“Weakness in the U.S. public market affected the professional segment despite the high PC procurement season in the second quarter,” Ms. Kitagawa said. “Both government and education institutions are encountering tight budget situations. Shipments to the public sector are expected to be lower than normal seasonality.”

HP continued to lead the U.S. PC market, as it accounted for 25 percent of PC shipments in the second quarter of 2012. Among the top 5 vendors in the U.S. PC market, all but Apple experienced a decline in shipments (see Table 2).

Table 2: Preliminary U.S. PC Vendor Unit Shipment Estimates for 2Q12 (Units)
Gartner: Preliminary U.S. PC Vendor Unit Shipment Estimates for 2Q12 (Units)
Note: Data includes desk-based PCs and mobile PCs, including mini-notebooks but not media tablets such as the iPad.
Source: Gartner (July 2012)

MacDailyNews Take: That’s an interesting chart. Now let’s remove the Mac numbers that are propping up the PC shipment numbers. Doing so results in actual 2Q11 PC shipments of 15,043,986 and actual 2Q12 PC shipments of 13,997,088. That’s a decline of 1,046,898 units YOY, or 7%, not 5.7%.

From a regional perspective, EMEA, Asia/Pacific and Japan registered low single digit-growth while all Americas markets posted year-over-year shipment declines.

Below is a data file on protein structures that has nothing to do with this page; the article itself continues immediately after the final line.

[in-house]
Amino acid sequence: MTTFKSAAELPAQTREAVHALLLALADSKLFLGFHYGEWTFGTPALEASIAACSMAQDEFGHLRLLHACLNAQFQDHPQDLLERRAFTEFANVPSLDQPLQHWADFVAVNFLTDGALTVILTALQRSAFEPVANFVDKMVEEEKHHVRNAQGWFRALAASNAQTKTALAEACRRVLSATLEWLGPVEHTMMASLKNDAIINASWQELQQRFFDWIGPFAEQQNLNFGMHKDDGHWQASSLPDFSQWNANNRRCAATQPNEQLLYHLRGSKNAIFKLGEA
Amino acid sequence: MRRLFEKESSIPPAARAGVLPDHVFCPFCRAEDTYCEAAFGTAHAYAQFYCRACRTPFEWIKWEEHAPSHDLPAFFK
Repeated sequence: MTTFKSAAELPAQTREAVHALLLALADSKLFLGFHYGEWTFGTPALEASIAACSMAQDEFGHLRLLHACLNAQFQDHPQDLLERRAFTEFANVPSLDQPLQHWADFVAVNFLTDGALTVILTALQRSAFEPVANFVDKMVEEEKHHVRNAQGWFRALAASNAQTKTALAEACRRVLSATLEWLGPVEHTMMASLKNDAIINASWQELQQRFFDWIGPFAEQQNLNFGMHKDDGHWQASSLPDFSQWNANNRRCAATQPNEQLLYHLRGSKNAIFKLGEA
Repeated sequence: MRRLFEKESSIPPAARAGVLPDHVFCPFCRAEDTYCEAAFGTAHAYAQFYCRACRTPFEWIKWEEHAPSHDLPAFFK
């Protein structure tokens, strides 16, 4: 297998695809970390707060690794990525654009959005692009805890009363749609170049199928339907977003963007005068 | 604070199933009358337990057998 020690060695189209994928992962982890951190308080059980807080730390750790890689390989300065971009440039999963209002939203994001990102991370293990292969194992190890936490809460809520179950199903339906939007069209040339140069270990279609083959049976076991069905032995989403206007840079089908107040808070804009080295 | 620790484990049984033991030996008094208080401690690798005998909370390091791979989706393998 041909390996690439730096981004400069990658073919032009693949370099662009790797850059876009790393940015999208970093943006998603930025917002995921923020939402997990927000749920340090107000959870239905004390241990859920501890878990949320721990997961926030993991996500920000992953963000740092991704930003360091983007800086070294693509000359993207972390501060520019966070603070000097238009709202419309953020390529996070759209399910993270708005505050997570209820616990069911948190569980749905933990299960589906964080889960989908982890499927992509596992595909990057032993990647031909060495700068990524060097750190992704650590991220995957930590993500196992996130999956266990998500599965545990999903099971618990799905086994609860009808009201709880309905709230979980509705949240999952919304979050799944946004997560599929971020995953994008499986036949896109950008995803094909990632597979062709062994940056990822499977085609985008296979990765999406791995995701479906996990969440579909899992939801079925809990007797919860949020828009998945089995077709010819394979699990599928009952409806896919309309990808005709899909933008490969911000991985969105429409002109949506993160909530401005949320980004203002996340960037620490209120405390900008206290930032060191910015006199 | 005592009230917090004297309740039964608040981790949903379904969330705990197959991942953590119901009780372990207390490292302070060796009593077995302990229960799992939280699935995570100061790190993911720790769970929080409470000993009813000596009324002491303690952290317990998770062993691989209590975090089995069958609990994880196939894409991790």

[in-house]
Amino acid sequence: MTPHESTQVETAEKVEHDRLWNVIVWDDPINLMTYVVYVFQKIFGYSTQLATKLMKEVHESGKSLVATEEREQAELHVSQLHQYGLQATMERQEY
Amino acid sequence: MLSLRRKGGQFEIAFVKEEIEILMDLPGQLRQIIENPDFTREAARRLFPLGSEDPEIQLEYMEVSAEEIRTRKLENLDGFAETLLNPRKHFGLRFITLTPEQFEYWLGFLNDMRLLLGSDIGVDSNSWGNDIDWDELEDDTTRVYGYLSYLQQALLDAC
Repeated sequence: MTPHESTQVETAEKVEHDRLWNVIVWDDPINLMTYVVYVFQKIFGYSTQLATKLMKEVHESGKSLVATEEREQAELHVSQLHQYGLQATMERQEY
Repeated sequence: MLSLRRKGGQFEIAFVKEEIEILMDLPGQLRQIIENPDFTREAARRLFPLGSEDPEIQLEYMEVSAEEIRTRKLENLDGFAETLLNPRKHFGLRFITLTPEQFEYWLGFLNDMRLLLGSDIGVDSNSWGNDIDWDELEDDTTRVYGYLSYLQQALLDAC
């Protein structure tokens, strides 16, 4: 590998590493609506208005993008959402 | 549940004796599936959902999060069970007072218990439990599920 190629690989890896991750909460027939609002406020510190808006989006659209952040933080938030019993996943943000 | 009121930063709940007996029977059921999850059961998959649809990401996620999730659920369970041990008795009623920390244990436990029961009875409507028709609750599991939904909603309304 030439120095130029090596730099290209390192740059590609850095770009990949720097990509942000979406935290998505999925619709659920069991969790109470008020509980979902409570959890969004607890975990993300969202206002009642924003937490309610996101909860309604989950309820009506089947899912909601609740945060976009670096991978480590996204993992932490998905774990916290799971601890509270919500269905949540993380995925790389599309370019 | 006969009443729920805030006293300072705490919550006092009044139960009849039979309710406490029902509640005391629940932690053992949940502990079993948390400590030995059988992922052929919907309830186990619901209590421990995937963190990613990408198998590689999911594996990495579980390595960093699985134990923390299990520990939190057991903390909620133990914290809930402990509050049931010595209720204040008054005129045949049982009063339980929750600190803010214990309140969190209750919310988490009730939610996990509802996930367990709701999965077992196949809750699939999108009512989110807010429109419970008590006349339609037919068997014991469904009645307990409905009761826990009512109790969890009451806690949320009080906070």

PC shipments in EMEA totaled 25.1 million units in the second quarter of 2012, a 1.9 percent increase from the same period last year. Western Europe saw very weak demand across all countries but especially Southern Europe. Consumer willingness to spend on PCs was furthered hindered by the growing eurozone economic crisis. Retailers again took a risk adverse approach but distributors may well have greater levels of inventory. This will hinder future growth of markets as Windows 8 and more Ultramobile notebooks arrive in the second half of 2012.

The Asia/Pacific PC market grew 2 percent, as shipments reached 31.8 million units. The weak U.S. and European economic situation, coupled with the slowing economy in China, affected the region’s market sentiments where people reacted by scaling back on spending due to the uncertainties. There was the tightening of budgets in the professional segment, as well as a lack in new government initiatives to stimulate IT purchasing activities. Consumers either spent on alternative devices or remained cautious on discretionary spending.